Information Possibly Outdated
The information presented on this page was originally released on June 10, 2004. It may not be outdated, but please search our site for more current information. If you plan to quote or reference this information in a publication, please check with the Extension specialist or author before proceeding.
Butterfly weeds look brilliant along roadsides, in gardens
By Norman Winter
Central Mississippi Research & Extension Center
I made the drive to Aberdeen a few days ago and was amazed at the iridescent orange along the roadside.
There's no missing this bright orange whether you are driving the Natchez Trace or some busier thoroughfare. It also will be noticed by the Monarch butterfly. The plant is the native butterfly weed Ascelpias tuberosa.
Butterfly weed has a large native range and is hardy from zones 3 to 10. The orange flowers will certainly enhance the landscape, but watching what follows over the next few weeks will be something the whole family remembers.
When the Monarchs come to feast on the nectar, you may not even notice them laying eggs that will hatch and turn into colorful caterpillars. These starving creatures literally will strip the leaves and flowers, making the plant look like a pencil cactus.
The caterpillars will grow from tiny to huge in what seems like days. Then about the time you think the plant is dead, new leaves and flowers will appear and you'll notice even more butterflies. Congratulations: you're a proud parent.
If your garden center doesn't have butterfly weed plants for sale, they may have seed packets. You can also collect seeds from plants in mid- to late-summer. Watch closely because the seedpods will split open as they mature, and the seeds will become airborne. Transplanting from the wild is not recommended because they have long taproots and because our wild areas need to keep them.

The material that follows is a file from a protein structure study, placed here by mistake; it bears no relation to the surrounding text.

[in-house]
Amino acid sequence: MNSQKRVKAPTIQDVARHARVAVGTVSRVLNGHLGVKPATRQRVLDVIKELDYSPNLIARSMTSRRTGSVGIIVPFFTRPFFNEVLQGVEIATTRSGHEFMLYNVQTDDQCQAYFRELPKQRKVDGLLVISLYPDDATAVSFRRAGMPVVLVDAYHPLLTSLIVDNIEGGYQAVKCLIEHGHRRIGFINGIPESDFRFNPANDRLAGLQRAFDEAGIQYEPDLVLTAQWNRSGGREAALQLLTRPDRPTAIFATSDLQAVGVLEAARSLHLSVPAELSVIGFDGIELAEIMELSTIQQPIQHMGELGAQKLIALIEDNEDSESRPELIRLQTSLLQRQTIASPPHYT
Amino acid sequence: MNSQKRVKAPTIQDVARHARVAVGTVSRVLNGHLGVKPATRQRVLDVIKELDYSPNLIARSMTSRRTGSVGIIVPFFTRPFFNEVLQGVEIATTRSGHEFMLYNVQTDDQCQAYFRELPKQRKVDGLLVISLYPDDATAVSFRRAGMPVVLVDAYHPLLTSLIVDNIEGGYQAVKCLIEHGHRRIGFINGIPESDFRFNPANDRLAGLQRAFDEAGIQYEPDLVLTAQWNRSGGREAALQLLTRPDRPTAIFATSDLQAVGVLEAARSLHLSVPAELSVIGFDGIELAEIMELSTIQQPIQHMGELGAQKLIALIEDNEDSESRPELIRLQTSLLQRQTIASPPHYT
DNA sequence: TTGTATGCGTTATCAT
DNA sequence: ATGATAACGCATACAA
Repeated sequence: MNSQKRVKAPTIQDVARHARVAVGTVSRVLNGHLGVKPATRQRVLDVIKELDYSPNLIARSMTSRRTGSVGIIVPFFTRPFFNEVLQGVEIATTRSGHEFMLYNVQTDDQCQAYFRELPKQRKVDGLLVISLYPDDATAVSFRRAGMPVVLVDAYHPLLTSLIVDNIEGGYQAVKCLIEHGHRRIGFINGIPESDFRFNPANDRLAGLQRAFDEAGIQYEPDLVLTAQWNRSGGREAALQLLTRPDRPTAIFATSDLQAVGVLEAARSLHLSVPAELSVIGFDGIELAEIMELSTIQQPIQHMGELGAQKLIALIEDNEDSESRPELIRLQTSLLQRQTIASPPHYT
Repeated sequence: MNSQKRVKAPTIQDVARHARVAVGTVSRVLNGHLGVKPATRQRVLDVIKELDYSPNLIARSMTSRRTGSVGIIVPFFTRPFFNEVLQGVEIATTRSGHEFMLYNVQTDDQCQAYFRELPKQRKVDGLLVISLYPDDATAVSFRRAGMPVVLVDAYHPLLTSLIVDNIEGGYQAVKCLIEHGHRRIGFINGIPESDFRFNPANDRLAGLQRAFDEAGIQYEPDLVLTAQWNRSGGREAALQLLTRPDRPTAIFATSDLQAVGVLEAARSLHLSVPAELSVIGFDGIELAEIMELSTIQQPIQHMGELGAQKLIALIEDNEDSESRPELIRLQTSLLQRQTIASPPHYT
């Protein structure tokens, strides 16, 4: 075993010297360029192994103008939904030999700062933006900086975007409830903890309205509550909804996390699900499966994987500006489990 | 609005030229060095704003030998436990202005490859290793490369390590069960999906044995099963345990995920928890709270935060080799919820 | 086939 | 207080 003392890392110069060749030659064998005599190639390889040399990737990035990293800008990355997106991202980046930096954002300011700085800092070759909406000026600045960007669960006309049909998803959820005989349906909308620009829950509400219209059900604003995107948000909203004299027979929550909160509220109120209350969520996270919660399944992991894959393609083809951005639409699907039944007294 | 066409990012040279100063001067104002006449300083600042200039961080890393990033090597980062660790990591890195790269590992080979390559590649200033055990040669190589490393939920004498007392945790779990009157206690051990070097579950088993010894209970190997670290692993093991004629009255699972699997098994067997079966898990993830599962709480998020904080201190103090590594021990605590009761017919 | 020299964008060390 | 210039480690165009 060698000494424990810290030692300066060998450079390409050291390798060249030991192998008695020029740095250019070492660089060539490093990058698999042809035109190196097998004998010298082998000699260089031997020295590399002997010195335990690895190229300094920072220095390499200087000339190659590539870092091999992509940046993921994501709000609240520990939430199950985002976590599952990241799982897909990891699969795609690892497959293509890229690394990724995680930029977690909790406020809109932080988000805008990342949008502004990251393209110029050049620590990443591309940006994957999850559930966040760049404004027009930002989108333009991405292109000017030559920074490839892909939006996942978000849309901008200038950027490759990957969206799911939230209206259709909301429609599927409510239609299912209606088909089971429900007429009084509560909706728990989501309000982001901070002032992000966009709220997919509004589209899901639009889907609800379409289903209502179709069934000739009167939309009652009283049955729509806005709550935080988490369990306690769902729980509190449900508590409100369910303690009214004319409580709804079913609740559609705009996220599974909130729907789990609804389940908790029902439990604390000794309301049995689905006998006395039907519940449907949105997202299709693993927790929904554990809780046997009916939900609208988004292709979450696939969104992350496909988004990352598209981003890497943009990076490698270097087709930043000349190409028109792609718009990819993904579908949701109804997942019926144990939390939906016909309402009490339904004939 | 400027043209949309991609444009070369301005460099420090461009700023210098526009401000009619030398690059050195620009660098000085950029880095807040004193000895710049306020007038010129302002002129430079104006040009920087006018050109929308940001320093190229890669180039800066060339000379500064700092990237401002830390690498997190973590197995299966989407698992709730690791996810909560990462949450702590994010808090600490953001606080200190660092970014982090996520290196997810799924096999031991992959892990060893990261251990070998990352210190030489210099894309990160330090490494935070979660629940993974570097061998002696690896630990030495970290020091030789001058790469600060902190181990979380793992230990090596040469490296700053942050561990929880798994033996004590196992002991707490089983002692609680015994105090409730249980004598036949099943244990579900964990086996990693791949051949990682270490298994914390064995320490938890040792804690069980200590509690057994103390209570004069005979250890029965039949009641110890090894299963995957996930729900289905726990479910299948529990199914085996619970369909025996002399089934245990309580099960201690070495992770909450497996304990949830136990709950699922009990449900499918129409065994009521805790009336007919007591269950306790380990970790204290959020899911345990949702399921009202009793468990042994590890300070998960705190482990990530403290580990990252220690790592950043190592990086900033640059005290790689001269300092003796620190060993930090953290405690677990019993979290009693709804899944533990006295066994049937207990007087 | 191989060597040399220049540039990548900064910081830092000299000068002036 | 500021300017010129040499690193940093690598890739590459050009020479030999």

Growing from seed is simple: the small seeds should be lightly covered with soil that is kept moist until germination. Once planted in the garden, they are considered drought-tolerant and should be watered sparingly but deeply when needed. Fertilizer needs are low -- just give them a light application in the spring with the emergence of new growth.
When you see caterpillars feeding, remember not to spray an insecticide. Instead, create a butterfly garden with the butterfly weed plants in front of buddleias like Empire Blue, Nanho Blue or Black Knight. You'll love the combination planting. Also grow them with Indigo Spires or Victoria Blue salvias, Dark Knight caryopteris and Biloxi Blue verbena.
Believe it or not, there are named selections of the butterfly weed. Gay Butterflies (orange, red and yellow mixed), Orange Flame (orange), Vermillion (red) and Hello Yellow (yellow) are the leading selections.
Occasionally you will find the Asclepias incarnata for sale. This butterfly magnet is known as milkweed and comes in pinks, yellows and whites. The imported Asclepias curassavica, known as bloodroot, often is easy to find at garden centers.
You'll be doubly happy with plants that not only are beautiful, but serve as a food source for butterflies and hummingbirds as well.